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Astronomers Glimpse Supernova Shockwave

Astronomers have captured the earliest minutes of two exploding stars, and for the first time seen a shockwave generated by a star’s collapsing core. “It’s like the shockwave from a nuclear bomb, only much bigger and no one gets hurt,” said Dr Brad Tucker of The Australian National University.

Stars explode when their fuel runs down and the core collapses. The resulting supernova explosion is brighter than the rest of its galaxy, and shines for some weeks.

Supernovae are so bright that they can be seen in distant galaxies, but very little is known about the early stages of these explosions.

As the core of a supernova collapses to form a neutron star, energy bounces back from the core in the form of a shockwave that travels at 30–40,000 km/s and causes the nuclear fusion that creates heavy elements such as gold, silver and uranium.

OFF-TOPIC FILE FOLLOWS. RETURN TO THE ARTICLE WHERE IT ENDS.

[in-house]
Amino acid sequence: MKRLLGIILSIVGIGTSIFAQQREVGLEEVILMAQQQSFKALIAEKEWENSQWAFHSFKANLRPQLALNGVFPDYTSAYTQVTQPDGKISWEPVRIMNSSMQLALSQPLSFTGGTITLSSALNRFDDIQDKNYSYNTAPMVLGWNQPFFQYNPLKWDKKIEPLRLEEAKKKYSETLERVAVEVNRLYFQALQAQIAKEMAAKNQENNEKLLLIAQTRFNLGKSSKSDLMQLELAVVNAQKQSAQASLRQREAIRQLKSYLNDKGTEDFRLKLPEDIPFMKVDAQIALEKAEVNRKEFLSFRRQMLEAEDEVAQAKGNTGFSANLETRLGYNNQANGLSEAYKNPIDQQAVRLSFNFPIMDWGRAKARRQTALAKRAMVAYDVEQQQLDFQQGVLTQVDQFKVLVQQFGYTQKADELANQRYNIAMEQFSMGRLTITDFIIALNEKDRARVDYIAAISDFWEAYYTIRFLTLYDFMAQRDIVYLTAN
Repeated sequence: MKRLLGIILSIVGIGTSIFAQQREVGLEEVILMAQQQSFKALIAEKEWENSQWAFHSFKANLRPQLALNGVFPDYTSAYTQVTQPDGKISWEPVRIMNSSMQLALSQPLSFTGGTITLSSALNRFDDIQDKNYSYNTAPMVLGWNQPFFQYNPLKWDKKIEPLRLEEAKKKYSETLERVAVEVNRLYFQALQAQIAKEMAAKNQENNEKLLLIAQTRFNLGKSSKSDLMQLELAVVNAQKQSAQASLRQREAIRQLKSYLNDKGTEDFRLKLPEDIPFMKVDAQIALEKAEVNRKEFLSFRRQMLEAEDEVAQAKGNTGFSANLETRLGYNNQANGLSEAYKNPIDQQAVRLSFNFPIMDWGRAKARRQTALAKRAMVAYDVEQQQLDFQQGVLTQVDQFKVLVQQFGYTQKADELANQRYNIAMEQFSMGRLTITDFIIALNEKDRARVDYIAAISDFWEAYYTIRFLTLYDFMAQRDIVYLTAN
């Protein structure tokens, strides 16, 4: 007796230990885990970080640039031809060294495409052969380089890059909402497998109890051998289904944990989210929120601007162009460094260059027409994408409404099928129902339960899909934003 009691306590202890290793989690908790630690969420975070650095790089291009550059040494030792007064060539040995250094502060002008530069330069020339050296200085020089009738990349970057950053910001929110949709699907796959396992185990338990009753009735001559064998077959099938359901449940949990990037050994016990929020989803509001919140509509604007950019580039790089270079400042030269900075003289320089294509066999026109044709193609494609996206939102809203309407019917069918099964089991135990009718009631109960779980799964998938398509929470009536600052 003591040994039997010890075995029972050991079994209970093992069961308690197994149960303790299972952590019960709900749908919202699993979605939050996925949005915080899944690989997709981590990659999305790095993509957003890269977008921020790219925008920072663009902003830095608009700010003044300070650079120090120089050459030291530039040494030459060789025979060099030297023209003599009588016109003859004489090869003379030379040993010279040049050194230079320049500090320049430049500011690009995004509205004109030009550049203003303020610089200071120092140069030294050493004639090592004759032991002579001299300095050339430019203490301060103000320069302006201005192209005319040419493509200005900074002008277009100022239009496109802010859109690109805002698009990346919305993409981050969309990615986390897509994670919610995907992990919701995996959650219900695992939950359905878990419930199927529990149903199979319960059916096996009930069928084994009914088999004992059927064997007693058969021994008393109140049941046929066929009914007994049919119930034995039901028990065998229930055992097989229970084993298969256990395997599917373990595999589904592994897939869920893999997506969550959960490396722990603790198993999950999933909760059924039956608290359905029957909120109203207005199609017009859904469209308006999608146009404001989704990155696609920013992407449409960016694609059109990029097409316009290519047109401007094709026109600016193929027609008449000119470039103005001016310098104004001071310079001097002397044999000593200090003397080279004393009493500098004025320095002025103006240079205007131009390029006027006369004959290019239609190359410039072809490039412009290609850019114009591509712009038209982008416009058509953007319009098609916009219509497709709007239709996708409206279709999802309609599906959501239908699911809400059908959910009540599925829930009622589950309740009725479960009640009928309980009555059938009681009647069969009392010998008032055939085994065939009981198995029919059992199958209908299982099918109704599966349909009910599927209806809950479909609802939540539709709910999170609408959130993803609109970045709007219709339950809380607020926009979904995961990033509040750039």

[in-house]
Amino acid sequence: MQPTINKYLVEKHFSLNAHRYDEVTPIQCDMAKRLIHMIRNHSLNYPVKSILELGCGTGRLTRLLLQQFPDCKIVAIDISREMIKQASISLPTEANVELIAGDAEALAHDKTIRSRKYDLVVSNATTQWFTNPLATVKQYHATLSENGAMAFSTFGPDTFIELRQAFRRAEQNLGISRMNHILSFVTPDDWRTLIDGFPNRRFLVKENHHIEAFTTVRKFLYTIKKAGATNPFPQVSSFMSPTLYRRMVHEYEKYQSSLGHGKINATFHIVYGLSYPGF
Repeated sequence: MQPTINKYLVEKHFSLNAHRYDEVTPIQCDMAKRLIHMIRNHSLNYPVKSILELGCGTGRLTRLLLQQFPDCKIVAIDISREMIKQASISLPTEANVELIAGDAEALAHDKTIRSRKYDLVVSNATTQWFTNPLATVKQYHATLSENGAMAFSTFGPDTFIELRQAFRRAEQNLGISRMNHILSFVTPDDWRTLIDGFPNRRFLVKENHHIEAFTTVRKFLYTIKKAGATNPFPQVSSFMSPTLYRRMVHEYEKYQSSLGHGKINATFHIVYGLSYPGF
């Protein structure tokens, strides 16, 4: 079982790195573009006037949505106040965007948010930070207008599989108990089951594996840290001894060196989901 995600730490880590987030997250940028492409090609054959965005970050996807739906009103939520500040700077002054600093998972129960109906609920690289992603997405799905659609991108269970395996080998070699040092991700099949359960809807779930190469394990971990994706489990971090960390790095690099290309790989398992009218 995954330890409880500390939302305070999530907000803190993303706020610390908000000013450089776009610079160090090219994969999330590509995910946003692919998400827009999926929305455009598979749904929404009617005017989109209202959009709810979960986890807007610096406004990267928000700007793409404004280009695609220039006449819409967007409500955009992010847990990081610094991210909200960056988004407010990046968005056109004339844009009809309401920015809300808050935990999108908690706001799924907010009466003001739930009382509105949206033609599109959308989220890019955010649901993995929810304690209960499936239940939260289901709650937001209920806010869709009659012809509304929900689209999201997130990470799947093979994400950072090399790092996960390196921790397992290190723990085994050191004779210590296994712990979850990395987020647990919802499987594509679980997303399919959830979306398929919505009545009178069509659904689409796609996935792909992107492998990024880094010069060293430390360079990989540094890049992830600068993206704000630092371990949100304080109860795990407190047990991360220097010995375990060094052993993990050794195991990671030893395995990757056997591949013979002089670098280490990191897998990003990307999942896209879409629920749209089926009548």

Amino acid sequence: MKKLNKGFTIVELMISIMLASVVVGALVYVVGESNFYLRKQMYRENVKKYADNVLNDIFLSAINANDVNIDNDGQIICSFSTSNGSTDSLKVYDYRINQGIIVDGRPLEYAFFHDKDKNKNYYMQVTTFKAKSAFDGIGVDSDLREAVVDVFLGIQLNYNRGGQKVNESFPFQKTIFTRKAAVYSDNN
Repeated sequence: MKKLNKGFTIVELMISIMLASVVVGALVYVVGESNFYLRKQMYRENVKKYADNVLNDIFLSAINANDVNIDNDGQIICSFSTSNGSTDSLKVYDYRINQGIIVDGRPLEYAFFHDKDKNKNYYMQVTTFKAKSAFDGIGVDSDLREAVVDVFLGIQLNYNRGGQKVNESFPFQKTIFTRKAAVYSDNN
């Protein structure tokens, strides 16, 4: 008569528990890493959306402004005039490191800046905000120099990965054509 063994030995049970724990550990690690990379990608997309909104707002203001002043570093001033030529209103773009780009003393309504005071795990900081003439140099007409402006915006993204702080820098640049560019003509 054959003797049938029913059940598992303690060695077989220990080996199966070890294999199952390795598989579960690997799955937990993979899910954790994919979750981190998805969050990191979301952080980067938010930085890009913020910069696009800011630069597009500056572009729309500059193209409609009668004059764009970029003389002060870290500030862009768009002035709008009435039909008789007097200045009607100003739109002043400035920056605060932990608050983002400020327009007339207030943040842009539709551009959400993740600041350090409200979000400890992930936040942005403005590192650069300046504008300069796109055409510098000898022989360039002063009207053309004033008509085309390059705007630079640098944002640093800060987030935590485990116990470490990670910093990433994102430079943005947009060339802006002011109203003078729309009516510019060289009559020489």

The new study, published in the Astrophysical Journal (, reports the explosions of two red supergiants. The astronomers only saw a shockwave in the smaller star, which has a radius 270 times that of the Sun. The shockwave was observed as a peak in the light emitted from the explosion in the first few days.

While a shockwave could not be detected in the second star, a large supergiant with a radius 460 times larger than the Sun, Tucker said that it must have existed. “The star was so large that the shockwave did not travel all the way to the surface,” he explained.

The observation will help astronomers fine-tune their understanding of how the size and composition of a star affects the early moments of its death. “Supernovae made the heavy elements we need to survive, such as iron, zinc and iodine, so we are really learning about how we are created,” Tucker said.